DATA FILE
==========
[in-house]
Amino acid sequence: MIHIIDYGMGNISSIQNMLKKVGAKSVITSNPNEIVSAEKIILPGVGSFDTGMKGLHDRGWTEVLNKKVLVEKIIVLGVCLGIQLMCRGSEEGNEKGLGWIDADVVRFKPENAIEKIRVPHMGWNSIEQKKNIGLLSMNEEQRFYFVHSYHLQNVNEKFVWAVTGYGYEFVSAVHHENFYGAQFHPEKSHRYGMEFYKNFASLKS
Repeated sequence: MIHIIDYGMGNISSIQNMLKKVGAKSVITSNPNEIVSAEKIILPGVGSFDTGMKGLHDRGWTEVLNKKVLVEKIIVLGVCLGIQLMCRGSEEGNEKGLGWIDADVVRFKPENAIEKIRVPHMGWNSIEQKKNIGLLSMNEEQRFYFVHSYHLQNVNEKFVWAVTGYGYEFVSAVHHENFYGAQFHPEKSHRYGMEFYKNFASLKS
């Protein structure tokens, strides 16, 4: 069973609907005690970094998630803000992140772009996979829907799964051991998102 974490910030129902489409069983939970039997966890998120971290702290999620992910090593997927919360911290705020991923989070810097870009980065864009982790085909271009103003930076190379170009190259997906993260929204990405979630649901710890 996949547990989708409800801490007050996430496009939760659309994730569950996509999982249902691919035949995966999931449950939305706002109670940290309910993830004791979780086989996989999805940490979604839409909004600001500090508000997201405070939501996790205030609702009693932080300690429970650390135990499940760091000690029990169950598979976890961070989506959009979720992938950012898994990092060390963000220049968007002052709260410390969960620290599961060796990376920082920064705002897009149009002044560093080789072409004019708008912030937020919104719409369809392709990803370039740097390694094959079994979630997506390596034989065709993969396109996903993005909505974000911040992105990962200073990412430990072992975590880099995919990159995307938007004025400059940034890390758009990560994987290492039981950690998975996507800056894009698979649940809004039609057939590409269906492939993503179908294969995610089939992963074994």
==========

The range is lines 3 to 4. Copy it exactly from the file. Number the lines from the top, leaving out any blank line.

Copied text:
Repeated sequence: MIHIIDYGMGNISSIQNMLKKVGAKSVITSNPNEIVSAEKIILPGVGSFDTGMKGLHDRGWTEVLNKKVLVEKIIVLGVCLGIQLMCRGSEEGNEKGLGWIDADVVRFKPENAIEKIRVPHMGWNSIEQKKNIGLLSMNEEQRFYFVHSYHLQNVNEKFVWAVTGYGYEFVSAVHHENFYGAQFHPEKSHRYGMEFYKNFASLKS
């Protein structure tokens, strides 16, 4: 069973609907005690970094998630803000992140772009996979829907799964051991998102 974490910030129902489409069983939970039997966890998120971290702290999620992910090593997927919360911290705020991923989070810097870009980065864009982790085909271009103003930076190379170009190259997906993260929204990405979630649901710890 996949547990989708409800801490007050996430496009939760659309994730569950996509999982249902691919035949995966999931449950939305706002109670940290309910993830004791979780086989996989999805940490979604839409909004600001500090508000997201405070939501996790205030609702009693932080300690429970650390135990499940760091000690029990169950598979976890961070989506959009979720992938950012898994990092060390963000220049968007002052709260410390969960620290599961060796990376920082920064705002897009149009002044560093080789072409004019708008912030937020919104719409369809392709990803370039740097390694094959079994979630997506390596034989065709993969396109996903993005909505974000911040992105990962200073990412430990072992975590880099995919990159995307938007004025400059940034890390758009990560994987290492039981950690998975996507800056894009698979649940809004039609057939590409269906492939993503179908294969995610089939992963074994």